Earlier this week, a group of DC dining power players gathered at the National Press Club to discuss a touchy topic for many business owners: politics, and how they should (and should not) play out in the dining room. Les Dames de Escoffier’s “Politics on the Plate” panel included restaurateurs who have served—and refused service—to high-ranking politicians, presidents, and foreign dignitaries, including Ashok Bajaj (Rasika, the Oval Room, and more); Cafe Milano general manager Laurent Menoud; Pizzeria Paradiso founder Ruth Gresser; Fiola/Fiola Mare/Sfoglina co-owner Maria Trabocchi; Centrolina chef/owner Amy Brandwein; and Stephanie Wilkinson, owner of the Red Hen in Lexington, Virginia.Here’s what they had to say about serving big wigs, getting deluged with hate mail, and knowing when to throw out a practical joke.
Restaurants don’t always know when high-profile guests are coming.
Last June, Sarah Huckabee Sanders walked into Lexington restaurant the Red Hen (no affiliation with the DC Italian spot that has the same name) hoping to have dinner. Owner Stephanie Wilkinson said she and her staff were uncomfortable serving Sanders and they all agreed to ask her to leave. “I feel as though our world is turning toward a place that obliges us to stand up for some sorts of conscious things that we just have to stand behind,” Wilkinson said at the panel. When the incident hit the news, chaos ensued for the restaurateur and her staff. The 26-seat dining room had to close for nearly two weeks, and she and her team dodged threats and hate mail for months. “This was not a considered thing. This is not something we planned to do,” said Wilkinson. “We didn’t intend to become the ‘resistance restaurant.'”
Restaurants in the District cannot kick out a customer for their politics, but they can show them the door for being disruptive.
Ashok Bajaj, CEO of Knightsbridge Restaurant Group, said that there is no “blue” or “red” when it comes to hospitality—it’s actually illegal in DC to ask a guest to leave a restaurant because of their politics. That said, Maria Trabocchi recalls summoning the police to remove protestors who were harassing Senator Ted Cruz, who was then dining at Fiola. A group walked into the luxe dining room, surrounded Cruz and his wife, and began yelling and chanting. Trabocchi managed to escort the couple out of the room to keep them safe. Once the crowds were cleared, the Cruzes departed.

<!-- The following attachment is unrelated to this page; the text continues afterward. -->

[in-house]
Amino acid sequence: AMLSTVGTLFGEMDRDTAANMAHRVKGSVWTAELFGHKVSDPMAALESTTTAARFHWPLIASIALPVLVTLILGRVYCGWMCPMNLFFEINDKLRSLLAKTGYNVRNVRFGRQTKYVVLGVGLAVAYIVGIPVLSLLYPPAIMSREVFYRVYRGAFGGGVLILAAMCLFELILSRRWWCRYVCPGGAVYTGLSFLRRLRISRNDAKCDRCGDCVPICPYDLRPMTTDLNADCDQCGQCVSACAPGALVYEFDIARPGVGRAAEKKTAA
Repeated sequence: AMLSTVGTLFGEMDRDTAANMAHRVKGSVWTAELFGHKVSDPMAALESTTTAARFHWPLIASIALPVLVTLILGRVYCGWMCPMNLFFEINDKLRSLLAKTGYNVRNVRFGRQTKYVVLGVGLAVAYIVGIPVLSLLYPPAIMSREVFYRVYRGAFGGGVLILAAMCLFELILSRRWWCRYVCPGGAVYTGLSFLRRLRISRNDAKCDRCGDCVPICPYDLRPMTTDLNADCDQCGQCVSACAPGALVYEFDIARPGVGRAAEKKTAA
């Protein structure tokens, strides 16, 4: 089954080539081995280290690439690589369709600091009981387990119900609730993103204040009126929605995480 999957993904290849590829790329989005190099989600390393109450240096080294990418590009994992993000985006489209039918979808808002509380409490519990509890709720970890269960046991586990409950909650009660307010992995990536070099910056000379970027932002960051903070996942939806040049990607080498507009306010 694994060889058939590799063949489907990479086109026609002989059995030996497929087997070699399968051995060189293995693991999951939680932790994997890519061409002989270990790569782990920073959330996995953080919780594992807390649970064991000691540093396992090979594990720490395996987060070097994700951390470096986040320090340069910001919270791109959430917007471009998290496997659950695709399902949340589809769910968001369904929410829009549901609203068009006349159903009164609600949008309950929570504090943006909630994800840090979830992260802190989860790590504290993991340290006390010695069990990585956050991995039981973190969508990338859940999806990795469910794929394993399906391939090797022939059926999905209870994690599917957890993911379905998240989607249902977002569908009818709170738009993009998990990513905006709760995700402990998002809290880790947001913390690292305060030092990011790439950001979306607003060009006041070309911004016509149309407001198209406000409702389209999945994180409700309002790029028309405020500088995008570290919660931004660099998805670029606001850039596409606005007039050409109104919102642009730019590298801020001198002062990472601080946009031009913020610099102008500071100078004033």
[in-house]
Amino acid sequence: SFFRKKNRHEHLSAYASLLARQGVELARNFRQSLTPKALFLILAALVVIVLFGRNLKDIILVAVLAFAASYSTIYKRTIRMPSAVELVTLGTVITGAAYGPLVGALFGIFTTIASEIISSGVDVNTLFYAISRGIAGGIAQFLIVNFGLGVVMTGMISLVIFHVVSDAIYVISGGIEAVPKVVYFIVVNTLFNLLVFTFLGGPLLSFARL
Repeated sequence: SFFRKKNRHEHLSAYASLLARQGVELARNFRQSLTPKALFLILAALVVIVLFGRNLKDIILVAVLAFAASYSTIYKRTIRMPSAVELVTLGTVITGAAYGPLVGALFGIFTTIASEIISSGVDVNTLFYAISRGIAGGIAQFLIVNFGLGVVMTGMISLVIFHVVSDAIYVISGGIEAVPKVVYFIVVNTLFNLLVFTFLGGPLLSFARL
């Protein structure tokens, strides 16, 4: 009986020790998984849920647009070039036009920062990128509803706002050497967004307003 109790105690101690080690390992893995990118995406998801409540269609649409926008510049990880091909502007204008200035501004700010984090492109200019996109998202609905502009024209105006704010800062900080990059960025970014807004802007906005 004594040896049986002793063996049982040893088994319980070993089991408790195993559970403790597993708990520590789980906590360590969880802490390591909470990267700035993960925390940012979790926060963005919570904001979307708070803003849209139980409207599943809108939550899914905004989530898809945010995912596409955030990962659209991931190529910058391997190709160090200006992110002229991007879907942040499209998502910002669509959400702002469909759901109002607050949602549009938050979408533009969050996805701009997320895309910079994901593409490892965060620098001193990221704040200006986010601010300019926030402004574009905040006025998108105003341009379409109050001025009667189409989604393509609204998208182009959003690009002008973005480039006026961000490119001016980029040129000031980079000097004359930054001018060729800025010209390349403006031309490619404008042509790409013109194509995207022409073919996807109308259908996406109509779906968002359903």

Even Prime Ministers like to have fun.
When former British Prime Minister Tony Blair headed into one of Maria Trabocchi’s establishments, she had gotten a heads up that he was coming. Blair’s security team, dressed in red uniforms, had been surveying the premises for hours before his arrival. When the PM finally walked through the door, Trabocchi decided to have a little fun: “In he walks, and I’m like, ‘Good evening. Welcome. Did you have [a reservation]?’ So he’s looking at me, and he’s like, ‘Uh, uh, yeah.'” Trabocchi asked for his last name and the spelling. He obliged, and she pretended she didn’t have him on the books. Once the jig was up, they had a laugh before Blair was seated.
Bad publicity can have an upside.
Back in 2011, Cafe Milano was targeted as the site of an assassination plot against the Saudi Arabian ambassador to the US. The bombing never happened and the perpetrator was arrested, but general manager Laurent Menoud says that when the news broke, the Georgetown spot was flooded with people—including tourists from Saudi Arabia—who wanted to see the ambassador’s table.
The secret service often isn’t the only security on the scene.
Sometimes, if a restaurant knows a big name is coming, it will call in extra security, who are often in plain clothes. “It’s a new era—we have to be careful,” said Menoud. The manager said he and his staff now take precautions like prohibiting single stragglers in search of a bathroom from hauling backpacks or luggage inside the restaurant.